From the point of view of the speeding traffic on a palm-lined stretch of highway in Pompano Beach, Florida, the Broward Transitional Center could easily pass for a gated apartment complex. But behind its heavily monitored entry points, the bright pink two-story center confines approximately 600 men and 100 women in immigrant detention—and illustrates what’s at stake in the nation’s immigration battle. While some look to Washington for a grand answer that will solve the plight of the nation’s approximately 11 million undocumented immigrants, others continue to focus on local efforts to stop deportations, like the ones aimed at this detention center.
“People there forget that it’s a deportation center,” says Claudio Rojas, adding: “It’s a place that breaks you down through attrition.”
The 47-year-old undocumented Argentine immigrant should know. He arrived at BTC (as the center is called) in March 2010, after his son Emiliano was stopped at a port checkpoint in Fort Lauderdale. Emiliano, 24, who is also undocumented and has no driver’s license, was asked to call his father to come pick up the car. When Claudio Rojas arrived, immigration agents immediately began questioning him about his status. Because he had paid an attorney to work on his case, and because he had a valid driver’s license, Rojas believed his family was safe. Minutes later, however, father and son were taken into detention. Like so many others at BTC, they weren’t fully aware of all their rights. They only knew they didn’t want to be deported and separated from the rest of their family.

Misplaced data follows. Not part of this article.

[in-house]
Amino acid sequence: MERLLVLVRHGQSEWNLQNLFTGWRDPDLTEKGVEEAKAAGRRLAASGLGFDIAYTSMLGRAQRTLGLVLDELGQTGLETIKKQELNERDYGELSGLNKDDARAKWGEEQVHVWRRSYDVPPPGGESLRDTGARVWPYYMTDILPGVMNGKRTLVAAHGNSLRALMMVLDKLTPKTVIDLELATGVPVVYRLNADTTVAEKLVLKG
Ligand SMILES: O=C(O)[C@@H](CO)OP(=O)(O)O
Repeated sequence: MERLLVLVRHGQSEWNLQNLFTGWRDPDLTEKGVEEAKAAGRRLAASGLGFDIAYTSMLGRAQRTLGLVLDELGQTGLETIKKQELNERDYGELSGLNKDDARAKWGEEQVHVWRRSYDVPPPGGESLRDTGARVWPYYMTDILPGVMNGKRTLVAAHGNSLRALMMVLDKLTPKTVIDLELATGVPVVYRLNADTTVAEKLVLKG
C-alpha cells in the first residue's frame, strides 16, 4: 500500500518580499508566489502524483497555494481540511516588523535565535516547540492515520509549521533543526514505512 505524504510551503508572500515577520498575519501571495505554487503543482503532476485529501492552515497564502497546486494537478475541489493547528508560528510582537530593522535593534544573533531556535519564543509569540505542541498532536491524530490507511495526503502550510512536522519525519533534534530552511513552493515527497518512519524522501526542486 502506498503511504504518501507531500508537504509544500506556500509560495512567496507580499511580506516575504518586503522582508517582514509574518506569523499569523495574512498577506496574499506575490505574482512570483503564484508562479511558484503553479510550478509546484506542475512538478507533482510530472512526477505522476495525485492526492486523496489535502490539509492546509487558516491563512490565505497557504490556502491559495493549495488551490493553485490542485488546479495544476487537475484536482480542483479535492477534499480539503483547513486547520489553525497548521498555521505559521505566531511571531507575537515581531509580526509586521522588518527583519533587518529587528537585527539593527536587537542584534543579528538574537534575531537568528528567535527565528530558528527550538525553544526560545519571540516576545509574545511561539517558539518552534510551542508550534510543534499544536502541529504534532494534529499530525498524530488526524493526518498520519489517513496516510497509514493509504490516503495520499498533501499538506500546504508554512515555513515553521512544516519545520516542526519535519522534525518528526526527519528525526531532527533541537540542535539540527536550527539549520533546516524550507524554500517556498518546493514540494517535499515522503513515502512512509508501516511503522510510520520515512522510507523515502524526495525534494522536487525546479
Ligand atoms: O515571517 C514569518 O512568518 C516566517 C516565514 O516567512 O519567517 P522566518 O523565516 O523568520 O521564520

During a recent tour of BTC, I was individually escorted through the facility by no fewer than eight men, including five Immigration and Customs Enforcement (ICE) agents, the assistant warden and two security guards. One said he wanted to make sure someone was behind me at all times for my own safety, even though the center does not house criminals. The security guards work for the GEO Group, which has an exclusive contract for immigrant detention in the state of Florida.
The living quarters here offer three bunk beds for every six detainees, along with a shared bathroom and a flat-screen television with some thirty channels. Men and women live in segregated quarters, and the men enjoy what seems like a large degree of autonomy. While the women mostly remain inside working on crafts or making phone calls, the men have access to outdoor basketball and volleyball courts. Bright green AstroTurf lines the large courtyard, and framed Romero Britto posters hang in the indoor hallways, the small law library, a modest chapel and the medical clinic.
Most male detainees wear orange tops and bottoms, while some dress in the yellow T-shirts that distinguish them as what officials call “volunteers.” These detainees work in the kitchen and do general maintenance, keeping things running smoothly. They get paid $1 for each day they work. And so it is that people who are ineligible to obtain work permits because of their immigration status earn a dollar a day to run the essential operations of the detention center that holds them captive.
As we come to the end of our tour in the dining area, officials point out the massive walk-in freezers and other brand-new industrial kitchen appliances—just as they’ve been pointing out the new paint jobs in some rooms, the new televisions, the construction site where a new soccer field is being installed, and the new intake room where detainees arrive. If nothing else, BTC is the site of major investment. While many wonder whether comprehensive immigration reform will be signed into law this year, the fact that BTC is pumping money into major infrastructure programs is an indication that it expects to be holding new detainee populations for quite some time. And while ICE is eager to promote the center as a kind of recreation facility for people awaiting deportation proceedings, some say the place is far less humane.